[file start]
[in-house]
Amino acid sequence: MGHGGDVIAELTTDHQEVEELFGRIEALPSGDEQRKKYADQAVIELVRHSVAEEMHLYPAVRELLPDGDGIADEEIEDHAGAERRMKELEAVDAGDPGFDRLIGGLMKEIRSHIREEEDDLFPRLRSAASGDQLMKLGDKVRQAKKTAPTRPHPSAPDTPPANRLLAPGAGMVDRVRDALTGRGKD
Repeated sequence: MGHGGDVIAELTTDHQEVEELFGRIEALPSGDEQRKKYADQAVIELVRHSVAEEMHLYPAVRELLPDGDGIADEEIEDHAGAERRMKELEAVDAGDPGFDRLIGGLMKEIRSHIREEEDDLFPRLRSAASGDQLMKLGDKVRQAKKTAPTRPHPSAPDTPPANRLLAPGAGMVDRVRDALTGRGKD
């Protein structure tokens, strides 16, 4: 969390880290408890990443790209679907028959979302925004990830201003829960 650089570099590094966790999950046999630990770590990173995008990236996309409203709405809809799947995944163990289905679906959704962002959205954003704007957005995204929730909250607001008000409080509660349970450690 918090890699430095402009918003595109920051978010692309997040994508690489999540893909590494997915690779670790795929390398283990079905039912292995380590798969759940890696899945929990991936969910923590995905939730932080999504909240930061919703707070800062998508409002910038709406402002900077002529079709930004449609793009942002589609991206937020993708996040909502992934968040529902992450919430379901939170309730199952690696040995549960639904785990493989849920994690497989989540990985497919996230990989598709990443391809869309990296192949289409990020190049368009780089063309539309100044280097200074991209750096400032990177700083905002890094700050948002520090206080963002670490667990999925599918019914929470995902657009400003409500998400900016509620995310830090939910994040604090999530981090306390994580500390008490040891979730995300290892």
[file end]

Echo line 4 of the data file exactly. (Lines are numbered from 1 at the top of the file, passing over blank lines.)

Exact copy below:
């Protein structure tokens, strides 16, 4: 969390880290408890990443790209679907028959979302925004990830201003829960 650089570099590094966790999950046999630990770590990173995008990236996309409203709405809809799947995944163990289905679906959704962002959205954003704007957005995204929730909250607001008000409080509660349970450690 918090890699430095402009918003595109920051978010692309997040994508690489999540893909590494997915690779670790795929390398283990079905039912292995380590798969759940890696899945929990991936969910923590995905939730932080999504909240930061919703707070800062998508409002910038709406402002900077002529079709930004449609793009942002589609991206937020993708996040909502992934968040529902992450919430379901939170309730199952690696040995549960639904785990493989849920994690497989989540990985497919996230990989598709990443391809869309990296192949289409990020190049368009780089063309539309100044280097200074991209750096400032990177700083905002890094700050948002520090206080963002670490667990999925599918019914929470995902657009400003409500998400900016509620995310830090939910994040604090999530981090306390994580500390008490040891979730995300290892």